One of the issues I’ve tried to push in the Creepology book is that some conflicts have a middle ground, some don’t. If you want taxes at 10% and I want them at 30%, we can agree to disagree at 20%. Sexual assault and consent violations can’t be negotiated on in that manner. “Just the tip” is not an acceptable solution.

Another issue is that when it comes to social problems, there’s no such thing as neutrality. Inaction is support for whoever has the upper hand in that given moment. Whatever reasons (or excuses) we give ourselves for not taking action, it doesn’t matter: if we do not take action (and that includes speaking out – anything that influences the world around us IS AN ACTION) then we are supporting whoever has the upper hand.

Those aren’t just theories. The world provides us almost daily with living examples of these principles.


Kaja Sadowski of Valkyrie Western Martial Arts Assembly wrote this post following the Harvey Weinstein scandal:

“There’s a lot of men in my feed posting their outrage about Harvey Weinstein, and wondering how to make things better.

I’d like you all to do something for me: read (or re-read) Zoe Brock’s account of getting “Weinsteined”. But this time, ignore Weinstein himself, and set aside Brock as well for the moment. Instead, I want you to pay attention to the sheer number of people who enabled this incident. The personal assistants and agents who delivered Brock to him; the friends who disappeared when it was time for him to have his fun; the guy who had a novelty word for what he did and who’s “trying to warn” Brock didn’t include actually pulling her aside and telling her he was dangerous. The list is very, very long.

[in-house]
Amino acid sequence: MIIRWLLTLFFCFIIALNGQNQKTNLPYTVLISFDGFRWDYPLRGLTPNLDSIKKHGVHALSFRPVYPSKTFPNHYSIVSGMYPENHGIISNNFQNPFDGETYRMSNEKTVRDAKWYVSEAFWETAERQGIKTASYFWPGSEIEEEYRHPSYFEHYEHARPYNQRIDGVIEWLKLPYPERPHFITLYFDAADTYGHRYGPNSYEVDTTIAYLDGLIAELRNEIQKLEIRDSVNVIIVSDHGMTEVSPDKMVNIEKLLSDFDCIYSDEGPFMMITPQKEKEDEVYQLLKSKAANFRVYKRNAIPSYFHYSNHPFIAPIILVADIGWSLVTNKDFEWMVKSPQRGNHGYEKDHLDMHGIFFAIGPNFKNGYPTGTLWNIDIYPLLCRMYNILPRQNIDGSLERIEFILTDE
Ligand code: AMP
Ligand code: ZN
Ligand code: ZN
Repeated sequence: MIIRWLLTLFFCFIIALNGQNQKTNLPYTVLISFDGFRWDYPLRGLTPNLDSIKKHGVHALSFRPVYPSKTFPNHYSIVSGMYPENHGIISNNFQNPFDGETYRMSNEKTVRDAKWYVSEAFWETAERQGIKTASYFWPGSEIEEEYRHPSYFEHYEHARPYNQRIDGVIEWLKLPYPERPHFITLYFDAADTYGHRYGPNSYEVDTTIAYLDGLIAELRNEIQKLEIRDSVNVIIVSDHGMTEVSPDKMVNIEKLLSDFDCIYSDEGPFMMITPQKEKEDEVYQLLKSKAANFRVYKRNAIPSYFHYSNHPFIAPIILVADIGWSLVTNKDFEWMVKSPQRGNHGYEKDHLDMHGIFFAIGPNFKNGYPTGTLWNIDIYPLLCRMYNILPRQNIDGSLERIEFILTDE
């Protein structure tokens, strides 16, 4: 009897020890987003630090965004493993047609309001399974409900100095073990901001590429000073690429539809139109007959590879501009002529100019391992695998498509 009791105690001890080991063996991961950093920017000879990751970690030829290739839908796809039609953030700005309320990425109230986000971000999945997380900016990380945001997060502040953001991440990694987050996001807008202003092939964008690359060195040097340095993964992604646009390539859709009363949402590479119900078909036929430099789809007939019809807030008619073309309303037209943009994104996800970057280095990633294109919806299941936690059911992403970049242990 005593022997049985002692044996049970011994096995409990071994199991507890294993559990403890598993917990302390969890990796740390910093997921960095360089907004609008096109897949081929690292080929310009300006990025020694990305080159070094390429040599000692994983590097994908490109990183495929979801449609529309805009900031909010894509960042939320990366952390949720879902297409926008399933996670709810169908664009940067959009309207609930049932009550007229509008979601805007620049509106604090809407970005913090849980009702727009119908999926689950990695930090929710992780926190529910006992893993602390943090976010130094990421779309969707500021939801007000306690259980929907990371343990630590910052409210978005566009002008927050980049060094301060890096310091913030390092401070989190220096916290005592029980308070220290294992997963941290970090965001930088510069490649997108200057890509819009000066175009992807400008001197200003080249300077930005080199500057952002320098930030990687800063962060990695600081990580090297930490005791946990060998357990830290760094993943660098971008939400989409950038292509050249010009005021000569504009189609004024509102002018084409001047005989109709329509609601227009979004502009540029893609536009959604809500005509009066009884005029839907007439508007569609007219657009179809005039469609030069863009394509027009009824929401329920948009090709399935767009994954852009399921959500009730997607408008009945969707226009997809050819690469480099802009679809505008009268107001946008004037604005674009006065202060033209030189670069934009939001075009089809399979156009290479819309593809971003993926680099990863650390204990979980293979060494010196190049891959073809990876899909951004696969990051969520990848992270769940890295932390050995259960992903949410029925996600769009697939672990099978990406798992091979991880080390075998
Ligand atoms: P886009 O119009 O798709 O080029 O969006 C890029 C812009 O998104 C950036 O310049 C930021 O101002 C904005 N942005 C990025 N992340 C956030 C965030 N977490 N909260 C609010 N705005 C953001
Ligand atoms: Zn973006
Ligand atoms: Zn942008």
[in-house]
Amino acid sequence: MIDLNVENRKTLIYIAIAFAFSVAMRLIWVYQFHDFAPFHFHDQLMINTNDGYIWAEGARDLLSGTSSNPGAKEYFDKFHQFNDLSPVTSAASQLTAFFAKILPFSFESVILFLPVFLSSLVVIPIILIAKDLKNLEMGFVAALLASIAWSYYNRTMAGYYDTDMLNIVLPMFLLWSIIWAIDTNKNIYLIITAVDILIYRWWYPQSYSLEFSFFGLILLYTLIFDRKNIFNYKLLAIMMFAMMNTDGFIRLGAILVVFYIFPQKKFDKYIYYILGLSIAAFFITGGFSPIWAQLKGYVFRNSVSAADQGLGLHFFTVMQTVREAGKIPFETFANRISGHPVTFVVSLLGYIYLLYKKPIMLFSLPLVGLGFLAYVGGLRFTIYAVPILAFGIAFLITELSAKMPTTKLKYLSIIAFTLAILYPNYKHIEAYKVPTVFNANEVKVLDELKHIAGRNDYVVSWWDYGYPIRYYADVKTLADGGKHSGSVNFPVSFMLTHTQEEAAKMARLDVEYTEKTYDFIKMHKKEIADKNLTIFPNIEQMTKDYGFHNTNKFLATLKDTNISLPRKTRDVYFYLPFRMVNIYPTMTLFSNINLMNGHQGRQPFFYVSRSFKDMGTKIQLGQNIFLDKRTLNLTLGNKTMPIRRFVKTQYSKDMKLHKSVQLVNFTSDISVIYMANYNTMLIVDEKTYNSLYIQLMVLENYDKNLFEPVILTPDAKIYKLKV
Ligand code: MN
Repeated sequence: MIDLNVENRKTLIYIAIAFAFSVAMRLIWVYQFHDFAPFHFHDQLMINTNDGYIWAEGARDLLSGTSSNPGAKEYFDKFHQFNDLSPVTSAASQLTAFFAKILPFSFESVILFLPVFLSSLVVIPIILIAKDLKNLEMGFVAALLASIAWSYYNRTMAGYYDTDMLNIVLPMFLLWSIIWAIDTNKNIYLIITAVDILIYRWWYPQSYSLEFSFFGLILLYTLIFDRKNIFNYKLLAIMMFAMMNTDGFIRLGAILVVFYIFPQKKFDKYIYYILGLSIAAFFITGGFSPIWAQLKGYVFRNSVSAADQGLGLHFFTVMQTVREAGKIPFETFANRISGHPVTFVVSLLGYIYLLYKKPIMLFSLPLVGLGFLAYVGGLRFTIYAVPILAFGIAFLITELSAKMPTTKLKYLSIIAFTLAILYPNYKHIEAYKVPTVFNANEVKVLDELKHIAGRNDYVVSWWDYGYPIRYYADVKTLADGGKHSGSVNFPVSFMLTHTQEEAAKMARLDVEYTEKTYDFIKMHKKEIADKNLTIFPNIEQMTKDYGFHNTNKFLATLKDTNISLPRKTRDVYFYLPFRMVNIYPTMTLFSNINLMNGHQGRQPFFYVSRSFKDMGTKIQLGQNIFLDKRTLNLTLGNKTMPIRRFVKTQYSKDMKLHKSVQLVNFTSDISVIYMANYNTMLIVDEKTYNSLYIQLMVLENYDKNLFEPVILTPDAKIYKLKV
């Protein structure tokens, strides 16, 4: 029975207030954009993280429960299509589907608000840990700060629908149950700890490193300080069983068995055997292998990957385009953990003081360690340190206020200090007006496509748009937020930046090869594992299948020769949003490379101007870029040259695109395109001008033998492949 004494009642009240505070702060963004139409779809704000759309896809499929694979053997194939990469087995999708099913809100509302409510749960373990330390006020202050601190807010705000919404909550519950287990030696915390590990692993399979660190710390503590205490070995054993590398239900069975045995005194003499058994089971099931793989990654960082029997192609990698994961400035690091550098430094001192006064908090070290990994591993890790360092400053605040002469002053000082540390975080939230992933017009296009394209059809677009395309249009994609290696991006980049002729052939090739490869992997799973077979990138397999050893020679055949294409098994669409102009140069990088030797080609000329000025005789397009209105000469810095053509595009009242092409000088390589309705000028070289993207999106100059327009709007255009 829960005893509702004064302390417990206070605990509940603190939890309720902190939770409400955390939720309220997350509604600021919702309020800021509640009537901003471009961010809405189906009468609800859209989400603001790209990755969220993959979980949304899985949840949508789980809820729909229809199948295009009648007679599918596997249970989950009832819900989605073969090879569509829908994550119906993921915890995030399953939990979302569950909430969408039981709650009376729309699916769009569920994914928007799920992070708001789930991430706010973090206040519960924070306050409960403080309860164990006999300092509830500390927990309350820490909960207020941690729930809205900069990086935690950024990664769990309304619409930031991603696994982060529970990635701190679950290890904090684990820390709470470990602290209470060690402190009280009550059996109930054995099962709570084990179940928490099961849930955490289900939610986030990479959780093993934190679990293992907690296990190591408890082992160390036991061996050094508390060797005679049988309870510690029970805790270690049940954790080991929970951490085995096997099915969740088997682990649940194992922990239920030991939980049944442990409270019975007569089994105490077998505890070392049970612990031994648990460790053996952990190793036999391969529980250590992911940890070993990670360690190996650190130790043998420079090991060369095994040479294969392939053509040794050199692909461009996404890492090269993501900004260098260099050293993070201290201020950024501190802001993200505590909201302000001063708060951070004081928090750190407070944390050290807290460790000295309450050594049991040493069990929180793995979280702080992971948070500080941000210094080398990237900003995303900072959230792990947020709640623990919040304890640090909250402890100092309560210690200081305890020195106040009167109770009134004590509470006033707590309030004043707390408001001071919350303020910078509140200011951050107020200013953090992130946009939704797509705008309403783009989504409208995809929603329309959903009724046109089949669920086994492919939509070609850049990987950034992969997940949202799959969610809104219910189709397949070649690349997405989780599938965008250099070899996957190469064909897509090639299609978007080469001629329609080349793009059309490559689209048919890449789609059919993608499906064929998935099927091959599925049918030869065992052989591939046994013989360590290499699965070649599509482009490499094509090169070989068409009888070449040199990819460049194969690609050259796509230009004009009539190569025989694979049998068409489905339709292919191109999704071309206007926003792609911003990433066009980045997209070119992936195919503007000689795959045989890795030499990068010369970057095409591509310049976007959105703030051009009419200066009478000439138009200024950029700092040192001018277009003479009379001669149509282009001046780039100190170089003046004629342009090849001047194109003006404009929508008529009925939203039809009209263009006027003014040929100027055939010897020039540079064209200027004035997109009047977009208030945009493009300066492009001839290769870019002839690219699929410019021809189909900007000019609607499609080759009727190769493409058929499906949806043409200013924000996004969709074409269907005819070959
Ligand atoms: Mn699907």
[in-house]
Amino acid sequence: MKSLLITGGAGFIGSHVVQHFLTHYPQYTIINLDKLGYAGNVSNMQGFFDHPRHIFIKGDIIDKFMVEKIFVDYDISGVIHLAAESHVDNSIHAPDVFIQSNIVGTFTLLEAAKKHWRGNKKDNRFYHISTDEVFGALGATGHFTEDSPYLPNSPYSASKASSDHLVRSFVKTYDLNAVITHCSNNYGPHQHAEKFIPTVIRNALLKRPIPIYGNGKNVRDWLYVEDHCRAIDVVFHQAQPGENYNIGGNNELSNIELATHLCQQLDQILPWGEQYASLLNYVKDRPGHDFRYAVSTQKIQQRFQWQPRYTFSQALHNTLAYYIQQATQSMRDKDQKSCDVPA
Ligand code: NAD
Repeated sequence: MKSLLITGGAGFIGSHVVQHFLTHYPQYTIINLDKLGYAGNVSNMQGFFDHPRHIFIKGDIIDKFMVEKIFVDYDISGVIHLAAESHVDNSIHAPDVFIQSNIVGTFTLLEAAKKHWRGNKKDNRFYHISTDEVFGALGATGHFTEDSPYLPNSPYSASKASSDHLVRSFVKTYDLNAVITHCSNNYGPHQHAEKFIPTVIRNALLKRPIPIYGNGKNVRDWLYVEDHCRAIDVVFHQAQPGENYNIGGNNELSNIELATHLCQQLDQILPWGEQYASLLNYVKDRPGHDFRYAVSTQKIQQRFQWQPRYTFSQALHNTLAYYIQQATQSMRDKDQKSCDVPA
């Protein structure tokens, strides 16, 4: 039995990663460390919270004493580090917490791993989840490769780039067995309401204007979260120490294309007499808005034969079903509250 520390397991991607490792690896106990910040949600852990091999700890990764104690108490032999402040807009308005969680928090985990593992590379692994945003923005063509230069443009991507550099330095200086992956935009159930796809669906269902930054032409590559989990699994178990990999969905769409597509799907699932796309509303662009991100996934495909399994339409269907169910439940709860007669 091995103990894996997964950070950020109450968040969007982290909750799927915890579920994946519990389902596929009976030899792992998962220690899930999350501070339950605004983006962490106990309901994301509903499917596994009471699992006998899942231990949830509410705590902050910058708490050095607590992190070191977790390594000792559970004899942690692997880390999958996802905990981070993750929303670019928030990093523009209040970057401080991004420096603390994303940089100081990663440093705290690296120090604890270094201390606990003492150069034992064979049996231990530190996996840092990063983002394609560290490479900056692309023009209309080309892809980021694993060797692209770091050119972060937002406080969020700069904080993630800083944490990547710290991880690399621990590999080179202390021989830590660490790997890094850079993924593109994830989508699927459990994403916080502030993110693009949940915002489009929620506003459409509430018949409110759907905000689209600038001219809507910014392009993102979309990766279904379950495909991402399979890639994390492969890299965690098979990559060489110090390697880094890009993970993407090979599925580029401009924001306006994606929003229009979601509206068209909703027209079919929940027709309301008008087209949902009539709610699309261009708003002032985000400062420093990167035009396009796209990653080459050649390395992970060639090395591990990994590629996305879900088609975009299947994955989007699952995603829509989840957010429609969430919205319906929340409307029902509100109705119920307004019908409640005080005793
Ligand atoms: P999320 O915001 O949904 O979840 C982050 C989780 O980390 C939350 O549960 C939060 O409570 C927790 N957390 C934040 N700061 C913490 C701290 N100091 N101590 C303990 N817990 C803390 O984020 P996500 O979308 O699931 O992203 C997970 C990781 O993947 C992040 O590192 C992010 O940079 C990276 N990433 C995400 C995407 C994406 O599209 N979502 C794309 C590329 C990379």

The list is always long, with men like this. Not every predator is a billionaire with staff and sycophants to cover his ass, but they’re very rarely alone. Every creep has the friend who’ll reluctantly play wingman while hoping his buddy goes home alone that night; the roommate who’ll call a cab for a crying girl at 3am and gently usher her out of the house; the colleague who’ll write him referrals and send him work because he’s really good at what he does even though he can’t keep his hands off the clients; the student who looks up to him and who’ll close his ears to a friend’s complaint about what happened at a workshop because he can’t afford to lose a hero; the squad that’ll shout down any inquiry as a “witch hunt” that might hurt their friend who’s “just not great with girls”.

When a predator like Weinstein is unmasked, women often call for introspection from the men in their lives. And those men look at the predator, and they see nothing of themselves. They’re good people, and genuinely have little in common with the naked, desperate, monstrous figure on the hotel room bed. I’m asking you now to look at the bystanders and the enablers, and see if you recognize something of yourself in them. In their discomfort, and quiet disgust, and fear, and silence.

You want to help? Shut down the system that gives the predators power. Look again at the number of people helping Weinstein in that story. What would’ve happened if they didn’t leave the room? If they warned Brock of what was coming? If they refused to send her off alone with Weinstein? If they believed her when she told them what happened?